The Trump Administration is backing a plan to impose tariffs on steel and aluminum imports. The plan is aimed at making American metal production more competitive at home.

But, Director of State Projects at the nonpartisan Tax Foundation Scott Drenkard says as a port state, the proposal hits Louisiana particularly hard.

“Louisiana is not the biggest state in the country but it is one of the states that would be most impacted by this policy, and it would be about half a billion dollars in total impact in a given year.”

The Tax Foundation estimates the tariffs would cost the US 9 billion dollars a year.

Much of Louisiana’s economy is dependent on the imported goods that crowd our docks. Drenkard says if history holds up, many of those jobs could be at risk.

“The last time in 2002 that the administration placed tariffs on steel imports, an analysis afterwards suggested that 200,000 Americans lost their jobs as a result.”

Drenkard says while some jobs may be saved as a result, consumers would notice a price increase on many of their favorite goods.

“Basically anything that is made of out steel and aluminum is likely to see price increases. I think we’ll all be looking at items that are made out of steel and aluminum and saying, do I really want to pay more for these everyday items?”

The tariffs would tax steel at 25 percent, and aluminum at 10 percent.

Meanwhile, Congressman Clay Higgins (R-LA) is sharing his concerns as well. He authored a letter to President Trump, outlining potential negative impacts on the LNG industry from a proposed tariff on imported steel and aluminum.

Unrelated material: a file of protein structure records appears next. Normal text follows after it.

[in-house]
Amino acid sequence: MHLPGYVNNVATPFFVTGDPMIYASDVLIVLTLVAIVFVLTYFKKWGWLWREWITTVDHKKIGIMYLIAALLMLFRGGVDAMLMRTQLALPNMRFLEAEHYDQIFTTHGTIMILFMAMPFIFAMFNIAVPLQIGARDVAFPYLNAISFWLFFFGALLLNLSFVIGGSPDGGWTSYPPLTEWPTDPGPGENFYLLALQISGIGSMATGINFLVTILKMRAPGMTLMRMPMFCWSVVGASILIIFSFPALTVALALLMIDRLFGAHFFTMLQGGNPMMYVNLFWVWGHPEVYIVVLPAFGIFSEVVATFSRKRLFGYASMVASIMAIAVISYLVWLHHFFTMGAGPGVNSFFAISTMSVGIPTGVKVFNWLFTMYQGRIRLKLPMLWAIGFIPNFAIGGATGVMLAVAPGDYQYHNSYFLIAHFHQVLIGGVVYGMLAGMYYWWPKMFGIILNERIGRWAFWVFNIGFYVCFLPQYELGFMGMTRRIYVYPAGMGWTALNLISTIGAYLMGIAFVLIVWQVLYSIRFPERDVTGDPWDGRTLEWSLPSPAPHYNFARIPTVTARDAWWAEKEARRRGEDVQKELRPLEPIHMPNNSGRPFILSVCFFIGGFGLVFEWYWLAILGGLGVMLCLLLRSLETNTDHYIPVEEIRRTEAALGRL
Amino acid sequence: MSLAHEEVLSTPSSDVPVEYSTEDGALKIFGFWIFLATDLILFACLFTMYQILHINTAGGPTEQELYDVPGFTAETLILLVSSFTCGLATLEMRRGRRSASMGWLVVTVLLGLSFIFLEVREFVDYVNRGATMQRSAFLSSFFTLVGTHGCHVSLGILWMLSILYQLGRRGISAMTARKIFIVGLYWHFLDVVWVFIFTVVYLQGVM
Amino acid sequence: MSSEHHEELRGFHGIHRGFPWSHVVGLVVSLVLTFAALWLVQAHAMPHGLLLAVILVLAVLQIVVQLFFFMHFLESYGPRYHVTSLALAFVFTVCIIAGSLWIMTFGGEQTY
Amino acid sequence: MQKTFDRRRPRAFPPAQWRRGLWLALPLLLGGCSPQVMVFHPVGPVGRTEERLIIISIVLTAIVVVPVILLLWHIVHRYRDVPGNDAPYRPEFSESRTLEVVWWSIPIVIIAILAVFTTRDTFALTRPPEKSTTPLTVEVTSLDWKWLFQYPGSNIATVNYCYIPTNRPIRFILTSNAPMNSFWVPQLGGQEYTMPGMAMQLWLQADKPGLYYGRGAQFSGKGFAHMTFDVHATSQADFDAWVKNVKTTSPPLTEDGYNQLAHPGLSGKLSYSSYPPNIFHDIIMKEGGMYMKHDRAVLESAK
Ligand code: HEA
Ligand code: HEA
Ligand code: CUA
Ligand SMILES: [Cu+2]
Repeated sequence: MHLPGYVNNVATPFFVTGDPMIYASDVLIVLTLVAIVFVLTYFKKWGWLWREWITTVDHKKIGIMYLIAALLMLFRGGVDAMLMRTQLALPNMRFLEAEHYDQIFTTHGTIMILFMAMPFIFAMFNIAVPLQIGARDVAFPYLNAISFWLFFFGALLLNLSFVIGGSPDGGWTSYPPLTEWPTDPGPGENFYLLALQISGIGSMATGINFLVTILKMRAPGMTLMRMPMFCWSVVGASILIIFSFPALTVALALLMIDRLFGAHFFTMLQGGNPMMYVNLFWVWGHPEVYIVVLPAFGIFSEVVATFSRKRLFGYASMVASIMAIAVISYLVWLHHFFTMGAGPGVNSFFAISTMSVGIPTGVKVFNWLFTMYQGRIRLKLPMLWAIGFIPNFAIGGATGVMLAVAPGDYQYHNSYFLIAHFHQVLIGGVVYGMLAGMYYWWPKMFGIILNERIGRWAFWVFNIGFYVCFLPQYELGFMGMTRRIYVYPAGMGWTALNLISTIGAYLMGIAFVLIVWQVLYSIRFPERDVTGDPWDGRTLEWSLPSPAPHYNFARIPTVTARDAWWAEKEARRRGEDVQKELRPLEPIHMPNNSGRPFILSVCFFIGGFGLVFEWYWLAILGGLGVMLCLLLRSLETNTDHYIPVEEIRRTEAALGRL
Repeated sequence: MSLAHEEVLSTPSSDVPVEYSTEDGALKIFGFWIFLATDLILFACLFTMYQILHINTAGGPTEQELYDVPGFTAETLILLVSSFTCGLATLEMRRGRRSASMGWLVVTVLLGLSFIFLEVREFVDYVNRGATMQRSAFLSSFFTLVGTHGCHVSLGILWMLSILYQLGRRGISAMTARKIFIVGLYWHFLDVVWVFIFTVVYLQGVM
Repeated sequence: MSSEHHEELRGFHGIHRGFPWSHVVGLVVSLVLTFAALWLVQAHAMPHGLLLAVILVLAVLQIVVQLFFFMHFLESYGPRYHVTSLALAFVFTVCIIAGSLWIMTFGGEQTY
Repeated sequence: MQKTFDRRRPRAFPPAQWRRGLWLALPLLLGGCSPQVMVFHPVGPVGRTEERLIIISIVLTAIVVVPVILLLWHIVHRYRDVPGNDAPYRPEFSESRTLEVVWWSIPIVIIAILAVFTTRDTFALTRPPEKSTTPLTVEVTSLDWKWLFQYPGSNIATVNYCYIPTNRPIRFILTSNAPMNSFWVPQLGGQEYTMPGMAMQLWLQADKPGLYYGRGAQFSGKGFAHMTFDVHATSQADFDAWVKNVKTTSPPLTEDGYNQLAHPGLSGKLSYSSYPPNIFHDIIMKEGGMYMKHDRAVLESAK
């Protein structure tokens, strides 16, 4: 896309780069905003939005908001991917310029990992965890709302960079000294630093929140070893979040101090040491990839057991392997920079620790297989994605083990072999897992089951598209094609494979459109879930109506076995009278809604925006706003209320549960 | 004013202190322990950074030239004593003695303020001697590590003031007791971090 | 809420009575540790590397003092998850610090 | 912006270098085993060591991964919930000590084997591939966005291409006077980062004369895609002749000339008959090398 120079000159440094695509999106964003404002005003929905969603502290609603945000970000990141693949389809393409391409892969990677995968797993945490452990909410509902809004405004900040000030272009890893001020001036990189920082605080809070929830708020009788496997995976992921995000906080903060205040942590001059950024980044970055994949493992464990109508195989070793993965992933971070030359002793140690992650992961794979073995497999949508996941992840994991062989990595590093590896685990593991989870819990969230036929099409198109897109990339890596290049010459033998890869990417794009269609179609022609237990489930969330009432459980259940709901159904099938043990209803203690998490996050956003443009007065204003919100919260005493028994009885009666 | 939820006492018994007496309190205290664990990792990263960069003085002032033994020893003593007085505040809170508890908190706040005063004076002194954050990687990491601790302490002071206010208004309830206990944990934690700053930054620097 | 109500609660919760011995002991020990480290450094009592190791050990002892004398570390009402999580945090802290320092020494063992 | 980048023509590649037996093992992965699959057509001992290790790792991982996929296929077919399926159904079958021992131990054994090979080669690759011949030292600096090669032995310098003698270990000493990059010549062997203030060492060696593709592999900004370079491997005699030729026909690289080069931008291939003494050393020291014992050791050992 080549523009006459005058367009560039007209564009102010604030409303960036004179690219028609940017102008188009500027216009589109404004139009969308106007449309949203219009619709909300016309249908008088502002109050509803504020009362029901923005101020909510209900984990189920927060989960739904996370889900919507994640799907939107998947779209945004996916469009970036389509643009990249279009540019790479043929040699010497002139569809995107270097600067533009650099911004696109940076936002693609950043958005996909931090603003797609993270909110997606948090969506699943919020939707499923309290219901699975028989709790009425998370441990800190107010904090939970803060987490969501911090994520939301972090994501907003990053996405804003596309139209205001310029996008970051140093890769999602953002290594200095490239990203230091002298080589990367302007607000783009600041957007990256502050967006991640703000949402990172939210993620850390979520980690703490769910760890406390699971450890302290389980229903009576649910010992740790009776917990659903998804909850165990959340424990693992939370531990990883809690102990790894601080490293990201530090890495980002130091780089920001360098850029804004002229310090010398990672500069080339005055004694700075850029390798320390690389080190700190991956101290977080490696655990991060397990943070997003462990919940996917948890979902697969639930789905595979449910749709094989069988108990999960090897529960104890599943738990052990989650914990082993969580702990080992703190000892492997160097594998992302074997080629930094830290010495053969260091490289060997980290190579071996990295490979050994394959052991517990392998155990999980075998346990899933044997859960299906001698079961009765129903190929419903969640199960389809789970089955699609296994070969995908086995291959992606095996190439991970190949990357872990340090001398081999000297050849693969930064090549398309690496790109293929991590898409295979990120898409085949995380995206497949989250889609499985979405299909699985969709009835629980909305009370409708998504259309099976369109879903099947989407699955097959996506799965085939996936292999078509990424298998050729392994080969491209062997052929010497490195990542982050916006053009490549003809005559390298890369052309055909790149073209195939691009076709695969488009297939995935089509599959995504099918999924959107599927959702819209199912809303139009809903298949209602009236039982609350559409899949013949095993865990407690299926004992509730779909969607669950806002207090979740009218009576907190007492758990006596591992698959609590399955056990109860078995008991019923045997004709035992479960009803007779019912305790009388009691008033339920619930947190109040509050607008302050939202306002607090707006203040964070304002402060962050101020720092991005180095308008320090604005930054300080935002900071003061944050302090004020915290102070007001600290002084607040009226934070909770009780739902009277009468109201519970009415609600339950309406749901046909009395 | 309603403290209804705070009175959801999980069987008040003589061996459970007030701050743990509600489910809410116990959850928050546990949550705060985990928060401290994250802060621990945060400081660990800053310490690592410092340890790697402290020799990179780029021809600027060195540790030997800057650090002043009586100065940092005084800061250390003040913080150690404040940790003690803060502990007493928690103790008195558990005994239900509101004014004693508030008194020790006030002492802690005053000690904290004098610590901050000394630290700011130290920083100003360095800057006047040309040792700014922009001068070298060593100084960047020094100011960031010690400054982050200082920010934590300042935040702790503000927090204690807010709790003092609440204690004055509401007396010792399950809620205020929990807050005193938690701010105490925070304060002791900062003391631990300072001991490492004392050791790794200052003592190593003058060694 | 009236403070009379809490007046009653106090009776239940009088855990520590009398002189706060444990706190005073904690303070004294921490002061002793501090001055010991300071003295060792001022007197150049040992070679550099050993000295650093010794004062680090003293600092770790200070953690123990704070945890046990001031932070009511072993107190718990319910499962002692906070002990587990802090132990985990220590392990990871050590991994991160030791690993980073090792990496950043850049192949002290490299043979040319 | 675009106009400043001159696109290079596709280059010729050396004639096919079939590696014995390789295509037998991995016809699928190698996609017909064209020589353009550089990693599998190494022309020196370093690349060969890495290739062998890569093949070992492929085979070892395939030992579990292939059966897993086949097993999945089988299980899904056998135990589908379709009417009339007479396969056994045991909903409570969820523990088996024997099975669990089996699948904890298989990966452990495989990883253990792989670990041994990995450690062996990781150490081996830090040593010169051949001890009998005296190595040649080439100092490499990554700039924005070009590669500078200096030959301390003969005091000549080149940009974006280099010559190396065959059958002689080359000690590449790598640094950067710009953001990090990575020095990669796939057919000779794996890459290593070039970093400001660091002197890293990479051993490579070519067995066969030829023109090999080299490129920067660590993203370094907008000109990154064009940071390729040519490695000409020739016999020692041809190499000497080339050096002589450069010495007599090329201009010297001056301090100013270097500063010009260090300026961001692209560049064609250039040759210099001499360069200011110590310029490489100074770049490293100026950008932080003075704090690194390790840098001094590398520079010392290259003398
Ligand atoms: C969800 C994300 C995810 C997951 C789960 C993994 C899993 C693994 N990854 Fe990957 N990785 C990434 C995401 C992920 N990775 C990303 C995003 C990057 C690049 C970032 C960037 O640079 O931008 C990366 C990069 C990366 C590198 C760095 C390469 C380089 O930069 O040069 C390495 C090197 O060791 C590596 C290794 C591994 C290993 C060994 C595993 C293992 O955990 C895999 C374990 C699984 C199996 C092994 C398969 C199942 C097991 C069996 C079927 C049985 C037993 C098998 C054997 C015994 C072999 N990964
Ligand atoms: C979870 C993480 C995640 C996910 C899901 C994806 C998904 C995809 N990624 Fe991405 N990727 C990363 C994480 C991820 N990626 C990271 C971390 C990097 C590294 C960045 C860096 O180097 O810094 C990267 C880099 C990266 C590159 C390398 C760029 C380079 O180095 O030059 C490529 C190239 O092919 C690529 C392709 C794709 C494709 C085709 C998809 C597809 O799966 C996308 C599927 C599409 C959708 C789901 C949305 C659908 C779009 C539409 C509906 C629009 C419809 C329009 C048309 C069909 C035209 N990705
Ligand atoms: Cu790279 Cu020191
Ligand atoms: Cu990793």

The letter notes the $120 billion in private investment projects that have already begun or planned construction in Southwest Louisiana, saying that a new tariff on steel would alter project costs and endanger new project development.

Congressman Higgins issued the following statement:

“I agree with President Trump that we should promote trade policies that place Americans first. However, we must also consider the American industries that rely upon imported steel. We have major industrial growth in South Louisiana from the LNG industry that requires specialty steels, which aren’t available domestically. They have no option but to import those materials in order to complete project construction. A new tariff, or tax, on imported steel would increase the costs of production and alter the economic benefit model for every one of the ongoing and announced projects in our state. I am hopeful the President will take the economic impact of this industry into account as he considers changes in trade policy.”

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